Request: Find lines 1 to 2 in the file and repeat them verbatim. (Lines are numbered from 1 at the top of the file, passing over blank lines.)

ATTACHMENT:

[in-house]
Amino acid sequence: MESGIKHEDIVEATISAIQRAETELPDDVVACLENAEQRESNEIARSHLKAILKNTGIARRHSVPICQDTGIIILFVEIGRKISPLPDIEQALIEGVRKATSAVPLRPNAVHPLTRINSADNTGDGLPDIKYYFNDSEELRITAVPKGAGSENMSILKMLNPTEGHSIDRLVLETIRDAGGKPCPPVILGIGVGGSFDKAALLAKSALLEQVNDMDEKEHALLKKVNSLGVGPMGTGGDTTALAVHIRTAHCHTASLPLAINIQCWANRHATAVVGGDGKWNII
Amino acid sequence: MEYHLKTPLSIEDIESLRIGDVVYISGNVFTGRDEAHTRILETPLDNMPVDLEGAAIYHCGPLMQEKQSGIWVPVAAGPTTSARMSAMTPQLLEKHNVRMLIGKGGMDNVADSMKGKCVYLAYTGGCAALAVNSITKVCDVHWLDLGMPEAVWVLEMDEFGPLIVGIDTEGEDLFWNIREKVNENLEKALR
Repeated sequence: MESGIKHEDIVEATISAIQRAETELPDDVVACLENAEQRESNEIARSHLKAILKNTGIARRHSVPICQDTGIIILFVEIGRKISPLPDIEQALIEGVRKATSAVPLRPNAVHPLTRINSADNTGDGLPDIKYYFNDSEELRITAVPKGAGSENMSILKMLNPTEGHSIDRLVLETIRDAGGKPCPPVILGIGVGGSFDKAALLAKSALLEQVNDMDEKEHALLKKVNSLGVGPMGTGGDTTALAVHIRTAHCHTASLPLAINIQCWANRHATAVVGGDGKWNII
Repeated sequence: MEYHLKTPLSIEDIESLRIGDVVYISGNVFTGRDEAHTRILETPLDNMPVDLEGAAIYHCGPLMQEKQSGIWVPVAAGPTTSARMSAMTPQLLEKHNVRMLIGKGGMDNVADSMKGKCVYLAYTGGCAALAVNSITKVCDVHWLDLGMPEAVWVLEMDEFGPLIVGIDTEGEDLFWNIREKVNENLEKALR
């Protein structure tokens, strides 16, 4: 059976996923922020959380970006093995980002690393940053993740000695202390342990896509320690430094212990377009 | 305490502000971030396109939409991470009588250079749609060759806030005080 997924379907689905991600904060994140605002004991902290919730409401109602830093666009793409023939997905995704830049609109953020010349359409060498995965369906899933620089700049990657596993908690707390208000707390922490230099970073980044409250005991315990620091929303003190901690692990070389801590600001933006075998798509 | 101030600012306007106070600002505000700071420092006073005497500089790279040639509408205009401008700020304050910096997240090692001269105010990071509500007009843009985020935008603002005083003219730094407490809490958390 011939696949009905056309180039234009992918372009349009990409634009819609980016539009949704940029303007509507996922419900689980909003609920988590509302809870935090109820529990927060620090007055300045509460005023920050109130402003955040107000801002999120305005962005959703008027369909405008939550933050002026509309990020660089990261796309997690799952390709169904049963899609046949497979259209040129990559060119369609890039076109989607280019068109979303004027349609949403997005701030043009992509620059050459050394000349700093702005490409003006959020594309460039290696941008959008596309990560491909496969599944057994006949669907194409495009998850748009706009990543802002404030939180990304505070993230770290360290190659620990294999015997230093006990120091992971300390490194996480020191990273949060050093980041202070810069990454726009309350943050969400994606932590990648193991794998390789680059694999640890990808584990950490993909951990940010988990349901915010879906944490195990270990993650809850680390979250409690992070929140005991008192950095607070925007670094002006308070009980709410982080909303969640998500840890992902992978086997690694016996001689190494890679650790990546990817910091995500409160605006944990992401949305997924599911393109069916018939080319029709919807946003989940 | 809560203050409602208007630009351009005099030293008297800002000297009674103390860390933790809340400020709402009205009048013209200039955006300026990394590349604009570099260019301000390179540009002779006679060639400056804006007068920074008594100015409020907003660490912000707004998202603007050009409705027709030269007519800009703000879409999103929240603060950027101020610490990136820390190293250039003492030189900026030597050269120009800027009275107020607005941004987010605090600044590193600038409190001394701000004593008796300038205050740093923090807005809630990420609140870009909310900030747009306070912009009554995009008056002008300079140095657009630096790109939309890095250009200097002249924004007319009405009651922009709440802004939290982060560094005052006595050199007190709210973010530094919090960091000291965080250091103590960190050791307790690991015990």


[in-house]
Amino acid sequence: MESGIKHEDIVEATISAIQRAETELPDDVVACLENAEQRESNEIARSHLKAILKNTGIARRHSVPICQDTGIIILFVEIGRKISPLPDIEQALIEGVRKATSAVPLRPNAVHPLTRINSADNTGDGLPDIKYYFNDSEELRITAVPKGAGSENMSILKMLNPTEGHSIDRLVLETIRDAGGKPCPPVILGIGVGGSFDKAALLAKSALLEQVNDMDEKEHALLKKVNSLGVGPMGTGGDTTALAVHIRTAHCHTASLPLAINIQCWANRHATAVVGGDGKWNII